Best to check your availability for FTTC using the site via the link at the bottom of this article. If FTTC is coming to your address, an option to pre-order will be presented.

      VoIP configuration and registration is only possible through the supplied equipment due to network configuration. We would not be able to provide details to allow registration on secondary ATAs, applications or routers.

      – Tal

  17. Michael says:

    This article says that bridging will mean the TG-789 modem will not be able to broadcast its own WiFi or be used for your NBN Phone (VoIP) service.

    I have a FTTN connection, If I was to set up Google Wifi (mesh) for bridging would this mean I cant use my iinet NBN VOIP service?

    • Tal Waterhouse says:

      Hi Michael,

      Provided the supplied equipment is still handling the authentication and registering of networks you will still be able to use the VoIP service via the phone ports in the back on the equipment. A soon as you hand that over to another device via bridging you’d lose the registration of the VoIP as well.

      – Tal

  18. Bruce Humphreys says:

    I’m connected to the NBN50(IINET) in [REDACTED].
    We only achieve 36MBS download and about 12MBS upload.
    The Copper network from the NODE is attrocious and we have been complaining for five years because every winter the old TELSTRA Ducts flood with water.
    When are we getting FTTC in [REDACTED]

    • Tal Waterhouse says:

      Hi Bruce,

      Sorry to hear that, sounds like there could be room for further improvement and repair to the legacy infrastructure in your area. As you’re already on an NBN connection there’d be no change to FTTC and it’s better to speak to us as your service provider about reporting any persistent fault that occurs at the time of any disruption to have it resolved by the network provider.

      – Tal

  19. Shane Wharton says:

    Can you get a fibre run into the premises if desired with FTTC?

    • Tal Waterhouse says:

      Hi Shane,

      The short answer on this one would be no. NBN would roll out the network as planned for any network footprint in the area. Any further adjustment would only be possible past the network boundary and any issues would best be addressed by your chosen service provider.

      – Tal

  20. Stanley Richey says:

    I live in Scott Place, Baulkham Hills with my
    old landline home phone connected via Optus fibre, as was my internet before I changed over to Iinet.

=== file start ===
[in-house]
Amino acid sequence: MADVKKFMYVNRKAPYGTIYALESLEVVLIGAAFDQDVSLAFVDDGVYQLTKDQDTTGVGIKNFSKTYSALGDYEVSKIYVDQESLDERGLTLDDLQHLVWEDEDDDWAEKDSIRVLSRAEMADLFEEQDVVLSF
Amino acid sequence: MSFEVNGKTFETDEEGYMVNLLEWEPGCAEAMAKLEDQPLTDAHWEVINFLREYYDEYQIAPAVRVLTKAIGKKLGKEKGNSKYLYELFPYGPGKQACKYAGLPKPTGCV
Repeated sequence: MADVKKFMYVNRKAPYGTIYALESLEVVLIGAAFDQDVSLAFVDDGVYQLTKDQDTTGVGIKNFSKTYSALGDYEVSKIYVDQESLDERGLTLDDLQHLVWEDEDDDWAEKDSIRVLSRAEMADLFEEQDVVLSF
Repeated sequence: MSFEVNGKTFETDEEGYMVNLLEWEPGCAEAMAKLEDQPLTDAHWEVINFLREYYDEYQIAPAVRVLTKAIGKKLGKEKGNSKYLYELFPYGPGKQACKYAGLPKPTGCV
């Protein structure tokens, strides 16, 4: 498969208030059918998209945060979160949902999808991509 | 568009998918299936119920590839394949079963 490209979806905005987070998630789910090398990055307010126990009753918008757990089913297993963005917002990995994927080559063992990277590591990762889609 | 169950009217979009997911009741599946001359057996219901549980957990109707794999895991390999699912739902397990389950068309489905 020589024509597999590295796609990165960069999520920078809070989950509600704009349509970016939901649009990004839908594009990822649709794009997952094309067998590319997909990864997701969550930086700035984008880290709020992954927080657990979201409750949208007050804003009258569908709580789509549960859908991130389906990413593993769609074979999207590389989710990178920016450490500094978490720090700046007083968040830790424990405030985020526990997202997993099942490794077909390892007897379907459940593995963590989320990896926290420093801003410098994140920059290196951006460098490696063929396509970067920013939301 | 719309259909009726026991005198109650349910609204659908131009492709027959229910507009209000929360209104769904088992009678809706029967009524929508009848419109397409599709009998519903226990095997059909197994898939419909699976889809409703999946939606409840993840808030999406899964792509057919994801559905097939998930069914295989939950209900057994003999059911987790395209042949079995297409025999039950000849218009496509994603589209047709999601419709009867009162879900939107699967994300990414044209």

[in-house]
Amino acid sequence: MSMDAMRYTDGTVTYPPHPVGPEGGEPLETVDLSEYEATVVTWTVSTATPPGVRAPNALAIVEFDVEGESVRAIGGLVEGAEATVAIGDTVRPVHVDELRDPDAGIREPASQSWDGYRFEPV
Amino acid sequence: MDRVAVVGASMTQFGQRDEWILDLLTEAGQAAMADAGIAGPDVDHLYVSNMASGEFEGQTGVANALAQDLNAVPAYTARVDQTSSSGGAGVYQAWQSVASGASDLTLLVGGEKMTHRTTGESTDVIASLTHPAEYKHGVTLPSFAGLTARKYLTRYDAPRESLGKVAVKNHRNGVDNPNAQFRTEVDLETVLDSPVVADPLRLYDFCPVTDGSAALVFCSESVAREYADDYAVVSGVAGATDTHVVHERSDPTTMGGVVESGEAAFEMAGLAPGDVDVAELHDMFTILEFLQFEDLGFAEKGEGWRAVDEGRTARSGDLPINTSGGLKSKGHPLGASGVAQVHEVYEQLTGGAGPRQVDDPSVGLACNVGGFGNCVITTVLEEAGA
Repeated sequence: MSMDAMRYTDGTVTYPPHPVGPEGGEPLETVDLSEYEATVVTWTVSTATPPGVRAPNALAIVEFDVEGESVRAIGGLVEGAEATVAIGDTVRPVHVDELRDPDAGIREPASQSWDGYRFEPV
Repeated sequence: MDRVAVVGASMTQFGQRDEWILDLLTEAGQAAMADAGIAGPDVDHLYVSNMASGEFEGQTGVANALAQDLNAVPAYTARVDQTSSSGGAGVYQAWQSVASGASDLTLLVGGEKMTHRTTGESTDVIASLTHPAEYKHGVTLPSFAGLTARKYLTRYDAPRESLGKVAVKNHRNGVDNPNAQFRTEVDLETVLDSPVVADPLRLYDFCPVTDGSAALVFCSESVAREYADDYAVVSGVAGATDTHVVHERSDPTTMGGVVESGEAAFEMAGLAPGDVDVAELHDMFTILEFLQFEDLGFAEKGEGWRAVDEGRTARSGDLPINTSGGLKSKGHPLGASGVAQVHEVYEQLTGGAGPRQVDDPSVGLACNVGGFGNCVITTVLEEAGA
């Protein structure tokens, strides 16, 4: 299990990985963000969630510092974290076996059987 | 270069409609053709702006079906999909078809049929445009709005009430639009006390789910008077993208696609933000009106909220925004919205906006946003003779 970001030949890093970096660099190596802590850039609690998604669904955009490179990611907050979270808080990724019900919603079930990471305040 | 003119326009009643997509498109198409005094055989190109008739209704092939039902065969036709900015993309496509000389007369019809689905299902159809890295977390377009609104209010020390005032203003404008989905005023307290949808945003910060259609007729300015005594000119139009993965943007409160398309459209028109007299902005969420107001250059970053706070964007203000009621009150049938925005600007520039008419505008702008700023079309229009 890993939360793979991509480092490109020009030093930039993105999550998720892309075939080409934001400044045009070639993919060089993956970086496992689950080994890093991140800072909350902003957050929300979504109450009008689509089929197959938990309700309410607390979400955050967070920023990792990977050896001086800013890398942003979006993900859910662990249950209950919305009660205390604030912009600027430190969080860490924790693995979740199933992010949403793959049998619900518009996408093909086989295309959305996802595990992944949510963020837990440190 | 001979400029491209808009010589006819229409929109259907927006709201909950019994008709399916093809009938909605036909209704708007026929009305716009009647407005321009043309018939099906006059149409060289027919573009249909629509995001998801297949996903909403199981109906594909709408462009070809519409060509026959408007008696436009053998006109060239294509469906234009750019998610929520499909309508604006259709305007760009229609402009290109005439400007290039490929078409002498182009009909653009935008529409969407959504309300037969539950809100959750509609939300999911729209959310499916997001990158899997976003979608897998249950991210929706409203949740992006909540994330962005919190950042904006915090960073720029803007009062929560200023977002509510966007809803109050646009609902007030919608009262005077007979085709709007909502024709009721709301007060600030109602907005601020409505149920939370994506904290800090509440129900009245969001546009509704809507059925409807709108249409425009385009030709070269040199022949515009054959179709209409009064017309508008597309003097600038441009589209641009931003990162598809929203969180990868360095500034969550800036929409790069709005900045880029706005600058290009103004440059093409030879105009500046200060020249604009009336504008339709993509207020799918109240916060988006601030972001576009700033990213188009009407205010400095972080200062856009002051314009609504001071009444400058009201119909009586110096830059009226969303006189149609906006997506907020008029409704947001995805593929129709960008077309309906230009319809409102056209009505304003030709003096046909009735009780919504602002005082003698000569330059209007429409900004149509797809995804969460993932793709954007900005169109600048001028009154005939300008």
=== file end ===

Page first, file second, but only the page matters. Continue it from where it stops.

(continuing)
Truthfully I was hoping I wouldn’t have to do anything, but would like you to tell me what I’m being forced to do in order to remain connected via my old phone and Iinet internet, now that NBN is cutting in.

    Regards and thanks for this chance to find out,


  21. Martin kalkman says:

    is fibre to the curb eventually going to replace fibre to the node

    • Tal Waterhouse says:

      Hi Martin,

      FTTC is a new technology added to the MTM and planned network rollouts have been revised accordingly with our own checker updated as well. At this stage there does not appear to be any immediate plan to replace the existing FTTN network.

      – Tal

  22. peter says:

    Seriously you need to clarify what type of connection we are supposed to be offered, one minute its FTTC the next its FTTN – I would be excited about FTTC – as for FTTN – yawn – who cares !

    • Tal Waterhouse says:

      Hey Peter,

      The type of connection will vary based on your address and the chosen rollout in your area. Best to check out your availability on our site and pre-order if it’s coming to you and your area. If you need a hand with this feel free to let us know here or give us a call on 13 19 17.

      – Tal

  23. Doug Bissell says:

    I am interested in the FTTC upgrade on my current plan. What is the cost, when can it happen and what do I have to do to iniate the process


    • Tal Waterhouse says:

      Hi Doug,

      Based on the address provided that we’ve edited out for privacy it looks like FTTN is already active and available in your area. FTTC is not an upgrade to existing FTTN but an alternative technology added to the MTM rollout of the NBN.

      – Tal

  24. Brad Chapman says:

    Seriously, ‘we just had to copy the Yanks’ is such an infernal cop-out from Australian freedom of thought. FTTK would have been legitimate and meaningful. Now, the real issue is SO Close…to FTTP best practice which my suburb fortunately flopped over the line to receive before political white-anting began. Apartment buildings should get distribution points on each floor to allow 1:4 standard to be true otherwise extensive Cu cable is by definition a less than standard service…

  25. RuthT says:

    So … if I switch to FTTC will I still have VOIP?

    • Tal Waterhouse says:

      Hi Ruth,

      Absolutely, as mentioned plans will remain the same meaning VoIP is still included with varying call inclusions based on the plan selected.

      – Tal

  26. Daryle Branford says:

    If you already have NBN and FTTC is available in your area is there a fee or any increase in price to be connected or is it automatic

    • Tal Waterhouse says:

      Hi Daryle,

      It would depend on your chosen plan and existing agreements in place. If your address shows as available to pre-order FTTC we would recommend registering for it via our site linked at the bottom of the article so we can look into this with you once it’s ready.

      – Tal

  27. Warren Elliott says:

    Is the FTTC available with our Seniors plan?

    • Tal Waterhouse says:

      Hey Warren, we’ll have more details closer to the availability in rollout areas, but yes, we do plan to have FTTC network services included in the available plans on the seniors bundle. – Tal